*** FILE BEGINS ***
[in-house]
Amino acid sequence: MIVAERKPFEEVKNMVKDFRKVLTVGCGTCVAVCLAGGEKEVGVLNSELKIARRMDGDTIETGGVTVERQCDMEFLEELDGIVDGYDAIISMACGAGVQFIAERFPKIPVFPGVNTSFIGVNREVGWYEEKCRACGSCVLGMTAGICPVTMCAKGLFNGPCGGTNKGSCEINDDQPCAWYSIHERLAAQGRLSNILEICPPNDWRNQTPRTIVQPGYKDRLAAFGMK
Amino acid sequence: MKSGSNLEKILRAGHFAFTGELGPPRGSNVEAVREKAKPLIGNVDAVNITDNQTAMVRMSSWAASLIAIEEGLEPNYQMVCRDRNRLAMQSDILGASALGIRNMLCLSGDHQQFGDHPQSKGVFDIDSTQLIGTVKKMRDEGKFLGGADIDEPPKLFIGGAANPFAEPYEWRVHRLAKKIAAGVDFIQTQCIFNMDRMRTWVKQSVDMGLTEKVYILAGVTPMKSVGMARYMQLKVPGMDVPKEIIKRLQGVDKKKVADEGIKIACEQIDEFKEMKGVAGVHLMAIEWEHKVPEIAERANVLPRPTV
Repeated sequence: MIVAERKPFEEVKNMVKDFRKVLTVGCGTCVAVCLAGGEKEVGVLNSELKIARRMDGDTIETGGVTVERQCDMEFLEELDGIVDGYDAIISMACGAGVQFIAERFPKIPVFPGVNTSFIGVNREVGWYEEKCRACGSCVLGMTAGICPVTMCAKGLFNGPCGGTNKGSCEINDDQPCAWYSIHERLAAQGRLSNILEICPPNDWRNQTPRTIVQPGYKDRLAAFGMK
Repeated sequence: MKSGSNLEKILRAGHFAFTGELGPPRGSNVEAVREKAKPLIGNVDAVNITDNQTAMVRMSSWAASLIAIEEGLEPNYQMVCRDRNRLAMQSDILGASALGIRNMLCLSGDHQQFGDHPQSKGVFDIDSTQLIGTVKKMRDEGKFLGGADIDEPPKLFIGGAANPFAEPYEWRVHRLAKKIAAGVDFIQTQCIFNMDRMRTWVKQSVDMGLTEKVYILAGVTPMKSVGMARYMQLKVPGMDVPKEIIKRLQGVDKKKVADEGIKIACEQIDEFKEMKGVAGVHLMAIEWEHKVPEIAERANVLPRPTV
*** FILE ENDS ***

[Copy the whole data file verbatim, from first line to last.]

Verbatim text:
[in-house]
Amino acid sequence: MIVAERKPFEEVKNMVKDFRKVLTVGCGTCVAVCLAGGEKEVGVLNSELKIARRMDGDTIETGGVTVERQCDMEFLEELDGIVDGYDAIISMACGAGVQFIAERFPKIPVFPGVNTSFIGVNREVGWYEEKCRACGSCVLGMTAGICPVTMCAKGLFNGPCGGTNKGSCEINDDQPCAWYSIHERLAAQGRLSNILEICPPNDWRNQTPRTIVQPGYKDRLAAFGMK
Amino acid sequence: MKSGSNLEKILRAGHFAFTGELGPPRGSNVEAVREKAKPLIGNVDAVNITDNQTAMVRMSSWAASLIAIEEGLEPNYQMVCRDRNRLAMQSDILGASALGIRNMLCLSGDHQQFGDHPQSKGVFDIDSTQLIGTVKKMRDEGKFLGGADIDEPPKLFIGGAANPFAEPYEWRVHRLAKKIAAGVDFIQTQCIFNMDRMRTWVKQSVDMGLTEKVYILAGVTPMKSVGMARYMQLKVPGMDVPKEIIKRLQGVDKKKVADEGIKIACEQIDEFKEMKGVAGVHLMAIEWEHKVPEIAERANVLPRPTV
Repeated sequence: MIVAERKPFEEVKNMVKDFRKVLTVGCGTCVAVCLAGGEKEVGVLNSELKIARRMDGDTIETGGVTVERQCDMEFLEELDGIVDGYDAIISMACGAGVQFIAERFPKIPVFPGVNTSFIGVNREVGWYEEKCRACGSCVLGMTAGICPVTMCAKGLFNGPCGGTNKGSCEINDDQPCAWYSIHERLAAQGRLSNILEICPPNDWRNQTPRTIVQPGYKDRLAAFGMK
Repeated sequence: MKSGSNLEKILRAGHFAFTGELGPPRGSNVEAVREKAKPLIGNVDAVNITDNQTAMVRMSSWAASLIAIEEGLEPNYQMVCRDRNRLAMQSDILGASALGIRNMLCLSGDHQQFGDHPQSKGVFDIDSTQLIGTVKKMRDEGKFLGGADIDEPPKLFIGGAANPFAEPYEWRVHRLAKKIAAGVDFIQTQCIFNMDRMRTWVKQSVDMGLTEKVYILAGVTPMKSVGMARYMQLKVPGMDVPKEIIKRLQGVDKKKVADEGIKIACEQIDEFKEMKGVAGVHLMAIEWEHKVPEIAERANVLPRPTV